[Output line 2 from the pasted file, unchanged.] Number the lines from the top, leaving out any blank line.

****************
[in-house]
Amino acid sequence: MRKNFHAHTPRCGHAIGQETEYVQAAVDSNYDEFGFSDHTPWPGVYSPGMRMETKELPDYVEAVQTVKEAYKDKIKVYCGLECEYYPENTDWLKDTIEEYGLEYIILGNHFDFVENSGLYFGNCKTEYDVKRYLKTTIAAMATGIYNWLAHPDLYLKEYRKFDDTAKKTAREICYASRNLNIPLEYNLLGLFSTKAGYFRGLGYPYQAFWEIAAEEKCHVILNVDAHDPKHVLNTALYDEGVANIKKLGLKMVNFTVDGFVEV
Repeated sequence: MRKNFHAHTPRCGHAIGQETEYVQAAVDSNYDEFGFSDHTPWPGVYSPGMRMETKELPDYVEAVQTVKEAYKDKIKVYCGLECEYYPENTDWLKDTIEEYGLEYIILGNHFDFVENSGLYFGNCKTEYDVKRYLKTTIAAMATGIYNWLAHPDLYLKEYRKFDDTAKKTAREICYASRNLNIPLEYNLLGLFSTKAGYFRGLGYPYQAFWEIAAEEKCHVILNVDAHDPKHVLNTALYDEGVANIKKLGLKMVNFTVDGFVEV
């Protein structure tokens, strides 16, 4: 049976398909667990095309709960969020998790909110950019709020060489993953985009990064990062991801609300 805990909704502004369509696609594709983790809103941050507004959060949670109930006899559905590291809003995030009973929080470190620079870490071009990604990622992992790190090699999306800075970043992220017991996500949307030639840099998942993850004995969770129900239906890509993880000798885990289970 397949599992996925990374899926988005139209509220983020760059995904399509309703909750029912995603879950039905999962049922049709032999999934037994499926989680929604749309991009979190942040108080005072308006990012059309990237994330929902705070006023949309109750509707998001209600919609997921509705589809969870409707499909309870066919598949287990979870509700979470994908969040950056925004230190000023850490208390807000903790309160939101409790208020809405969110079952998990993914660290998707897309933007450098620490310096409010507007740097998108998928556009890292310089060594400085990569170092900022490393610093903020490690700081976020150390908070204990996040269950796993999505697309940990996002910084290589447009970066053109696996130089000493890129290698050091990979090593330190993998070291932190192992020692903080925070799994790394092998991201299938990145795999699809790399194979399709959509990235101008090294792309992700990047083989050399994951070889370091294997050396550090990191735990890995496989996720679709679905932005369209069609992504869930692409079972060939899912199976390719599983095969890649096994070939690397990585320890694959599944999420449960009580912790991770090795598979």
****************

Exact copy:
Amino acid sequence: MRKNFHAHTPRCGHAIGQETEYVQAAVDSNYDEFGFSDHTPWPGVYSPGMRMETKELPDYVEAVQTVKEAYKDKIKVYCGLECEYYPENTDWLKDTIEEYGLEYIILGNHFDFVENSGLYFGNCKTEYDVKRYLKTTIAAMATGIYNWLAHPDLYLKEYRKFDDTAKKTAREICYASRNLNIPLEYNLLGLFSTKAGYFRGLGYPYQAFWEIAAEEKCHVILNVDAHDPKHVLNTALYDEGVANIKKLGLKMVNFTVDGFVEV